Orlando Pirates winger Thabo Qalinge reflects on Soweto Derby against Kaizer Chiefs
Posted: 2 February 2016 Time: 08:53
Orlando Pirates winger Thabo Qalinge says the team feels the freedom to express themselves with the ball under coaching duo Eric Tinkler and Tebogo Moloi.
The skillful Qalinge garnered attention in the Soweto Derby stalemate with Kaizer Chiefs, drawing cheers from the crowd when he chest-trapped the ball, lifted it onto his shoulders before bringing it down in style at FNB Stadium.
“Our coaches Eric and 'Tebza' play an important role by encouraging us to express ourselves,” Qalinge told his club's website. “They tell us not to be afraid to lose the ball but what’s important is how we react to losing the ball, they expect you to fight to get it back.
“As Pirates players we play the way we do because it’s our style and the whole team believes in it. I mean with all the players we encourage each other to be confident and play with skill where possible. But also as wingers we discuss our approach to each game. We encourage each other whether it’s Sifiso, Mpho, Jomo or myself playing we are all wingers and we encourage each other.
“Even after the pitch inspection the wingers that are not starting the match will advise the guys that are starting on the conditions of the pitch whether it’s conducive for skill and if not, how to deal with it.”
Meanwhile, Qalinge revealed he was shaking with nerves when making his way down the tunnel for his first Derby start.
“I’m from Soweto so it is huge. I mean it serves as a great motivation factor for me because not only was the whole country and the world watching but my people from eKasi, you know my family and my friends were watching as well, which is highly motivating.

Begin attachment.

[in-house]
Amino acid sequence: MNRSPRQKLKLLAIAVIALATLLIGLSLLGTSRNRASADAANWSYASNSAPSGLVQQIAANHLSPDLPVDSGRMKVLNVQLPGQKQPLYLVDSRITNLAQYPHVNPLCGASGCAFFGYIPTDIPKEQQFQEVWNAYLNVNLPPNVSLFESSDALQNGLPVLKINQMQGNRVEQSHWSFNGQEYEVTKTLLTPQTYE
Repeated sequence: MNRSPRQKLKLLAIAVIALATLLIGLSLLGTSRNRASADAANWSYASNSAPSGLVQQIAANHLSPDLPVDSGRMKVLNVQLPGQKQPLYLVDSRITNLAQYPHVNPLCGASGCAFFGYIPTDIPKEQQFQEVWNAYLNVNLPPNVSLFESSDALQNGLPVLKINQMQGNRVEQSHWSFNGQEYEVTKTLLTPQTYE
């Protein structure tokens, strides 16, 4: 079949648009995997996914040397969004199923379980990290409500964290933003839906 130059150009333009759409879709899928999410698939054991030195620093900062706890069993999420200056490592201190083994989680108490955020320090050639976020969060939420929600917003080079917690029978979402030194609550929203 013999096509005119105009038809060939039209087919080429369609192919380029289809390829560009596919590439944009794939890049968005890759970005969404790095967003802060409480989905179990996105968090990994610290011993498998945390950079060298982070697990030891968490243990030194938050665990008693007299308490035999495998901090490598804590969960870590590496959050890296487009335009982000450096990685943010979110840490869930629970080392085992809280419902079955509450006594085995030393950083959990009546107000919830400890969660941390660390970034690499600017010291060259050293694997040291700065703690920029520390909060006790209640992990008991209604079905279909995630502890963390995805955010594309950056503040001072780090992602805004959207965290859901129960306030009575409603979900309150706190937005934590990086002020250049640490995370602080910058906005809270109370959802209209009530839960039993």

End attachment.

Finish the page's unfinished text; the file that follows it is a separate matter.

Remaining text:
“I achieved my dream although I understand that I have to continue working hard and stay humble but because of that feat, my whole perspective has changed. I have gone from wondering if certain dreams are possible to knowing that if I put my mind to it, there is no dream or goal that I can’t reach.”
The former Mpumalanga Black Aces man continued: “There is always a bit of nerves with every match. I found that I am always a bit nervous before the adrenaline kicks in. I was fine during the warm-ups but when we were lined up at the players' tunnel and about to take the field just before kick-off, I was literally shaking.
“But I knew this was it, I couldn’t hide. I just had to step up and play my game. I also knew that if I could pull off one or two moves, it would get the crowd behind me and that would calm the nerves and keep me motivated.”